5 min read
For the past three years, I’ve struggled with anxiety and ADHD in which both of those labels, I became very dependent on medication. I was more so dependent on the medicine for ADHD than the anxiety because my inability to focus and sit longer than a couple of minutes was a daily struggle. So much so, it became a problem in my work as well as school. I became increasingly unorganized and frazzled. I couldn’t focus during conversations, complete my thoughts or complete tasks without starting new ones. Life became hard and out of fear of failing graduate school or losing my job, my anxiety grew so out of control that I began having problems breathing and sleeping. I was in a constant state of worry. There were other triggers of my anxiety such as what I like to call, my unhealthy obsession with death… particularly dying alone. To be clear, I am not a hypochondriac but, if something bizarre happened with my body, I’d freak out to the point of panic attacks. This phenomenon would only occur when I was alone because I’m constantly thinking about something happening to me when I am by myself.
But, I digress… It’s been over two months and I haven’t needed to rely on the medication to manage my life. Something I truly believed was impossible. Being in the mental health field, I see what unmanaged mental health disorders can do. I’ve always believed that for some disorders, medication is absolutely necessary. However, being that I work with clients who are often times looked over due to their lower socioeconomic status, I have also seen doctors push certain medications on clients without presenting them with options or alternative methods of coping. These clients become heavily dependent on medications and those clients, mostly children, are likely given a label that sticks with them and becomes their identity throughout their childhood and adult years. I’ve seen both sides of the coin and I didn’t want to become as dependent on medications as I’ve been a witness to.
But, I couldn’t function without my medicine. Or so I thought. So, why did I decide to leave it all? I’m glad you asked. Because, while my ability to focus improved with medicine, I became increasingly angry. My mood would drastically change in very short periods of time. This lead to a whole other level of problems. So much so, I self-diagnosed myself with some psychotic disorder or a mood disorder at the very least. Anyone with access to the DSM understands this struggle. My anger, I couldn’t not only control it but my level of intensity was through the roof and it would last for hours on end. Nothing could bring me down. I didn’t like the feeling but, I couldn’t control it either. Then, I’d have lows. Lows for days. As a mental health provider, I knew I needed to seek therapy in addition to the medication management. However, it was tough-finding the right therapist for a therapist.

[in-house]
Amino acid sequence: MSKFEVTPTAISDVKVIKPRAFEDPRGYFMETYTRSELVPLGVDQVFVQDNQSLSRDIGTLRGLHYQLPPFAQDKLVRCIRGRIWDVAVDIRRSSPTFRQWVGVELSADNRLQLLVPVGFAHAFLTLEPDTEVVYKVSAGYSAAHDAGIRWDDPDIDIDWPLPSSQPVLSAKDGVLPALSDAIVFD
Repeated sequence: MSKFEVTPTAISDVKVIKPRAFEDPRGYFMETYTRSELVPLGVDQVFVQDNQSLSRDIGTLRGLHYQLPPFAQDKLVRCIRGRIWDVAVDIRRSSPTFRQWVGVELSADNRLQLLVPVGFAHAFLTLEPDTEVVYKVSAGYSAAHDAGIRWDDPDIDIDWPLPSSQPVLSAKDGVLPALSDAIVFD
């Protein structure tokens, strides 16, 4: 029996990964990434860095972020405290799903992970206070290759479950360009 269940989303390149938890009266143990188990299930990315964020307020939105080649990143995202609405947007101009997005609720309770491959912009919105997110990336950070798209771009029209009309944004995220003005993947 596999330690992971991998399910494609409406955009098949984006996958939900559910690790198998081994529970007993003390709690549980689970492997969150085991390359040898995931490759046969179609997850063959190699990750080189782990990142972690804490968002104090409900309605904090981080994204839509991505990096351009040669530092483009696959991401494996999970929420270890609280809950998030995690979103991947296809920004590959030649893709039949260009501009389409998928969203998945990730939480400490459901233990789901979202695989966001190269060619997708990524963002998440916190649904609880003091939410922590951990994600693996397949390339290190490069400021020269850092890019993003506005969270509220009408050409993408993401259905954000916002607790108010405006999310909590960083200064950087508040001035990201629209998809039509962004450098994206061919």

For months, I went without the therapy I knew I needed. And because of job changes, my insurance changed which forced me to seek a new medication management provider. This is where I was forced to make the change I knew I needed. The new doctor I met refused to continue my current regimen and advised a completely different path of medications, to which I disagreed wholeheartedly. During that meeting, we battled about treatment- she refusing any medication except the medicine she was recommending, and me advocating for myself against the side effects and dependency of said medicines. Needless to say, we didn’t come to an agreement, so I left with nothing. I left afraid of what my future without medication would look like. But, aside from deciding to never see the condescending doctor who made harsh judgments about me within a few minutes of meeting me again, I knew I couldn’t live the rest of my life dependent on medication. So, I vented to every friend that would listen then I found a therapist that helped me release the weight I’ve been carrying.
Has it been easy? Not in the slightest. I still struggle with focusing, albeit in conversation or in the workplace. But, I’ve learned to accommodate those areas of difficulty and handle myself with more grace. I remind myself that practicing the techniques that I teach to others really does help and ultimately I feel a lot better knowing that my mind is clear from the cloudiness of medicine and my extreme mood swings have completely vanished.
So, here I am doing the work it takes to become healthy and whole without the use of the medication I so desperately relied on in the past. I’m doing better than I’ve ever imagined and that calls for personal celebration because I know the path I was headed left me fearful of where my anger would take me.
Hope Coleman: Licensed Masters Social Worker, Writer, Mental Health Coach, and Creative Entrepreneur. Founder of Hope In Her, Inc: a non-profit organization dedicated to helping women and children of color live beyond their traumatic experiences. Instagram: @justmore hope